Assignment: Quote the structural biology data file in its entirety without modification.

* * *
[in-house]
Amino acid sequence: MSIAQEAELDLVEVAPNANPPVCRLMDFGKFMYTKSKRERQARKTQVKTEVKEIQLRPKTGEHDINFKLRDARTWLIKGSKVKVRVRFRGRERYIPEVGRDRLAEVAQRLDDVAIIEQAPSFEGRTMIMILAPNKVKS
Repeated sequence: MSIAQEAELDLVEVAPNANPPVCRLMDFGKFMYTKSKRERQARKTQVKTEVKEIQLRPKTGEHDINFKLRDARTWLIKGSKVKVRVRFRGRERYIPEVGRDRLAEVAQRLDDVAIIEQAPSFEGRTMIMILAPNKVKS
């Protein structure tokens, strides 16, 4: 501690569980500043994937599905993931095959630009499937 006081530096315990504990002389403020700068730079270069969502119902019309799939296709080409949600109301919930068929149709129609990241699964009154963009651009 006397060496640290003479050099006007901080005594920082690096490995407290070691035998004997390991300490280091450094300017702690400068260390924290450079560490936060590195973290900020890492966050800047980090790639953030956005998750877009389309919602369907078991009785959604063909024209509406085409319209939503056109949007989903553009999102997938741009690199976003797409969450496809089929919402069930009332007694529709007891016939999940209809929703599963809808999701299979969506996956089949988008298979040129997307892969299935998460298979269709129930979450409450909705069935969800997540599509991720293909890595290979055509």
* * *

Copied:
[in-house]
Amino acid sequence: MSIAQEAELDLVEVAPNANPPVCRLMDFGKFMYTKSKRERQARKTQVKTEVKEIQLRPKTGEHDINFKLRDARTWLIKGSKVKVRVRFRGRERYIPEVGRDRLAEVAQRLDDVAIIEQAPSFEGRTMIMILAPNKVKS
Repeated sequence: MSIAQEAELDLVEVAPNANPPVCRLMDFGKFMYTKSKRERQARKTQVKTEVKEIQLRPKTGEHDINFKLRDARTWLIKGSKVKVRVRFRGRERYIPEVGRDRLAEVAQRLDDVAIIEQAPSFEGRTMIMILAPNKVKS
């Protein structure tokens, strides 16, 4: 501690569980500043994937599905993931095959630009499937 006081530096315990504990002389403020700068730079270069969502119902019309799939296709080409949600109301919930068929149709129609990241699964009154963009651009 006397060496640290003479050099006007901080005594920082690096490995407290070691035998004997390991300490280091450094300017702690400068260390924290450079560490936060590195973290900020890492966050800047980090790639953030956005998750877009389309919602369907078991009785959604063909024209509406085409319209939503056109949007989903553009999102997938741009690199976003797409969450496809089929919402069930009332007694529709007891016939999940209809929703599963809808999701299979969506996956089949988008298979040129997307892969299935998460298979269709129930979450409450909705069935969800997540599509991720293909890595290979055509």